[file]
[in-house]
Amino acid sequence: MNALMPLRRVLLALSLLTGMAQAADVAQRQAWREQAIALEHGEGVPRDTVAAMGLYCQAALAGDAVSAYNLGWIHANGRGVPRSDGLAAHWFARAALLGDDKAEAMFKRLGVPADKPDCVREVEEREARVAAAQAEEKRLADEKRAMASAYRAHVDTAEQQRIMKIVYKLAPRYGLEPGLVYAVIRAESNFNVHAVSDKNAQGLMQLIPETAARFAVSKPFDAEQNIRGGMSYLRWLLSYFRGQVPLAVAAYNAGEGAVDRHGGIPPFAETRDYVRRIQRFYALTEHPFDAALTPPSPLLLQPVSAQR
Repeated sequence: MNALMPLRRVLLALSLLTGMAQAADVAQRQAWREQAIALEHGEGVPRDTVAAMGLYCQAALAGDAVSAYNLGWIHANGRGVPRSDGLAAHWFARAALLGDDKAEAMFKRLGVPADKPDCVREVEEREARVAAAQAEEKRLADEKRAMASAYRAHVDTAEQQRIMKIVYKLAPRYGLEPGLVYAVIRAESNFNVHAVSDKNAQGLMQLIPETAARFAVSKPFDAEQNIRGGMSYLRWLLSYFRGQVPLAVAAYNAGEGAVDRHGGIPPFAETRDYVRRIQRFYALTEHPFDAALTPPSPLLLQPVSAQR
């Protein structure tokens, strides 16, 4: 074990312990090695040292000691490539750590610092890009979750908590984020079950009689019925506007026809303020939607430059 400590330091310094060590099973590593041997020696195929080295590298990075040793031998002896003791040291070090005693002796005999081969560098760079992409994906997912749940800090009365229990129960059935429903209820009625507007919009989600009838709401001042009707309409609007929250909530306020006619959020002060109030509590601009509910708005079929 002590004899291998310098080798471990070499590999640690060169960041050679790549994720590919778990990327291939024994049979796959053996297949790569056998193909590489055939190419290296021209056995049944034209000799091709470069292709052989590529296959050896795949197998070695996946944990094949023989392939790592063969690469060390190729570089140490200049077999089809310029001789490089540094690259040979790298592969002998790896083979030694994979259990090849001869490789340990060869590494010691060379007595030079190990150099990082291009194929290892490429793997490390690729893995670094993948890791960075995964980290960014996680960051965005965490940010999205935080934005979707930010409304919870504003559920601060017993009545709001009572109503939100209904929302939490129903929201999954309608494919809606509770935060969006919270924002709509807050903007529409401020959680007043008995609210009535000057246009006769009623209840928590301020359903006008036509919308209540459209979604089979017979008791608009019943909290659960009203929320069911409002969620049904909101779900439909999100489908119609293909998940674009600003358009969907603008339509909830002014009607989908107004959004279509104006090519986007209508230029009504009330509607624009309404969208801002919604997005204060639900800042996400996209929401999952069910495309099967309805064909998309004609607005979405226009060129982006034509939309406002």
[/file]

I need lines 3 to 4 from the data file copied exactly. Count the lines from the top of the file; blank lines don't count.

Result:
Repeated sequence: MNALMPLRRVLLALSLLTGMAQAADVAQRQAWREQAIALEHGEGVPRDTVAAMGLYCQAALAGDAVSAYNLGWIHANGRGVPRSDGLAAHWFARAALLGDDKAEAMFKRLGVPADKPDCVREVEEREARVAAAQAEEKRLADEKRAMASAYRAHVDTAEQQRIMKIVYKLAPRYGLEPGLVYAVIRAESNFNVHAVSDKNAQGLMQLIPETAARFAVSKPFDAEQNIRGGMSYLRWLLSYFRGQVPLAVAAYNAGEGAVDRHGGIPPFAETRDYVRRIQRFYALTEHPFDAALTPPSPLLLQPVSAQR
């Protein structure tokens, strides 16, 4: 074990312990090695040292000691490539750590610092890009979750908590984020079950009689019925506007026809303020939607430059 400590330091310094060590099973590593041997020696195929080295590298990075040793031998002896003791040291070090005693002796005999081969560098760079992409994906997912749940800090009365229990129960059935429903209820009625507007919009989600009838709401001042009707309409609007929250909530306020006619959020002060109030509590601009509910708005079929 002590004899291998310098080798471990070499590999640690060169960041050679790549994720590919778990990327291939024994049979796959053996297949790569056998193909590489055939190419290296021209056995049944034209000799091709470069292709052989590529296959050896795949197998070695996946944990094949023989392939790592063969690469060390190729570089140490200049077999089809310029001789490089540094690259040979790298592969002998790896083979030694994979259990090849001869490789340990060869590494010691060379007595030079190990150099990082291009194929290892490429793997490390690729893995670094993948890791960075995964980290960014996680960051965005965490940010999205935080934005979707930010409304919870504003559920601060017993009545709001009572109503939100209904929302939490129903929201999954309608494919809606509770935060969006919270924002709509807050903007529409401020959680007043008995609210009535000057246009006769009623209840928590301020359903006008036509919308209540459209979604089979017979008791608009019943909290659960009203929320069911409002969620049904909101779900439909999100489908119609293909998940674009600003358009969907603008339509909830002014009607989908107004959004279509104006090519986007209508230029009504009330509607624009309404969208801002919604997005204060639900800042996400996209929401999952069910495309099967309805064909998309004609607005979405226009060129982006034509939309406002």